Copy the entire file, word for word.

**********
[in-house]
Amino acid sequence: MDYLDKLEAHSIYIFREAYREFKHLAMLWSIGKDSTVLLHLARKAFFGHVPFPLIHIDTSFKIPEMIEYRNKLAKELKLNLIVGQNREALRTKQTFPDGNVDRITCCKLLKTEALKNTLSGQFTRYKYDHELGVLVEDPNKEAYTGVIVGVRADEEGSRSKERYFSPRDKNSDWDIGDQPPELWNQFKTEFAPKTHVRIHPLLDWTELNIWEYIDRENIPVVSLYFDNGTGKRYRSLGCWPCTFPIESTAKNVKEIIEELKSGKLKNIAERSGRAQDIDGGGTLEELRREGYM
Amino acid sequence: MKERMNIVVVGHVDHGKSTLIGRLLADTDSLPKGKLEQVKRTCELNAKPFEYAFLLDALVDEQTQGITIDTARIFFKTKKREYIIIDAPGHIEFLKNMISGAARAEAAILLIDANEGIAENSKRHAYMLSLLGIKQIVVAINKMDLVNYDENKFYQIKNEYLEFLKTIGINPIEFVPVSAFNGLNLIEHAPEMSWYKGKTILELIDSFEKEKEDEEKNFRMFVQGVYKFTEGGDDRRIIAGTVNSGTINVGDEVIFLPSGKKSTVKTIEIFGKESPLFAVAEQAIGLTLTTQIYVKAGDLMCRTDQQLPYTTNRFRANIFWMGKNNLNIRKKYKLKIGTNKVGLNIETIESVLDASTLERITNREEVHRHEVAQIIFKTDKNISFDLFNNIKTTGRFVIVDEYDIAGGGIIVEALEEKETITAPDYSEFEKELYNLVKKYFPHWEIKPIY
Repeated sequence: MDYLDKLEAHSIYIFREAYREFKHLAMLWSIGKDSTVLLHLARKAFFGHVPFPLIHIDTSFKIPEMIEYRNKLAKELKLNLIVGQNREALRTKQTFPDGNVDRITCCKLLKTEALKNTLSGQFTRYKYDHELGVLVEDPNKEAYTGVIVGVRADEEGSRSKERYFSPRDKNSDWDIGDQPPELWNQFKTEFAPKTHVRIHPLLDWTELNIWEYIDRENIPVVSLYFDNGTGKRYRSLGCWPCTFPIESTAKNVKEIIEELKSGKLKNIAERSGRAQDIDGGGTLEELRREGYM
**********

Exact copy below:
[in-house]
Amino acid sequence: MDYLDKLEAHSIYIFREAYREFKHLAMLWSIGKDSTVLLHLARKAFFGHVPFPLIHIDTSFKIPEMIEYRNKLAKELKLNLIVGQNREALRTKQTFPDGNVDRITCCKLLKTEALKNTLSGQFTRYKYDHELGVLVEDPNKEAYTGVIVGVRADEEGSRSKERYFSPRDKNSDWDIGDQPPELWNQFKTEFAPKTHVRIHPLLDWTELNIWEYIDRENIPVVSLYFDNGTGKRYRSLGCWPCTFPIESTAKNVKEIIEELKSGKLKNIAERSGRAQDIDGGGTLEELRREGYM
Amino acid sequence: MKERMNIVVVGHVDHGKSTLIGRLLADTDSLPKGKLEQVKRTCELNAKPFEYAFLLDALVDEQTQGITIDTARIFFKTKKREYIIIDAPGHIEFLKNMISGAARAEAAILLIDANEGIAENSKRHAYMLSLLGIKQIVVAINKMDLVNYDENKFYQIKNEYLEFLKTIGINPIEFVPVSAFNGLNLIEHAPEMSWYKGKTILELIDSFEKEKEDEEKNFRMFVQGVYKFTEGGDDRRIIAGTVNSGTINVGDEVIFLPSGKKSTVKTIEIFGKESPLFAVAEQAIGLTLTTQIYVKAGDLMCRTDQQLPYTTNRFRANIFWMGKNNLNIRKKYKLKIGTNKVGLNIETIESVLDASTLERITNREEVHRHEVAQIIFKTDKNISFDLFNNIKTTGRFVIVDEYDIAGGGIIVEALEEKETITAPDYSEFEKELYNLVKKYFPHWEIKPIY
Repeated sequence: MDYLDKLEAHSIYIFREAYREFKHLAMLWSIGKDSTVLLHLARKAFFGHVPFPLIHIDTSFKIPEMIEYRNKLAKELKLNLIVGQNREALRTKQTFPDGNVDRITCCKLLKTEALKNTLSGQFTRYKYDHELGVLVEDPNKEAYTGVIVGVRADEEGSRSKERYFSPRDKNSDWDIGDQPPELWNQFKTEFAPKTHVRIHPLLDWTELNIWEYIDRENIPVVSLYFDNGTGKRYRSLGCWPCTFPIESTAKNVKEIIEELKSGKLKNIAERSGRAQDIDGGGTLEELRREGYM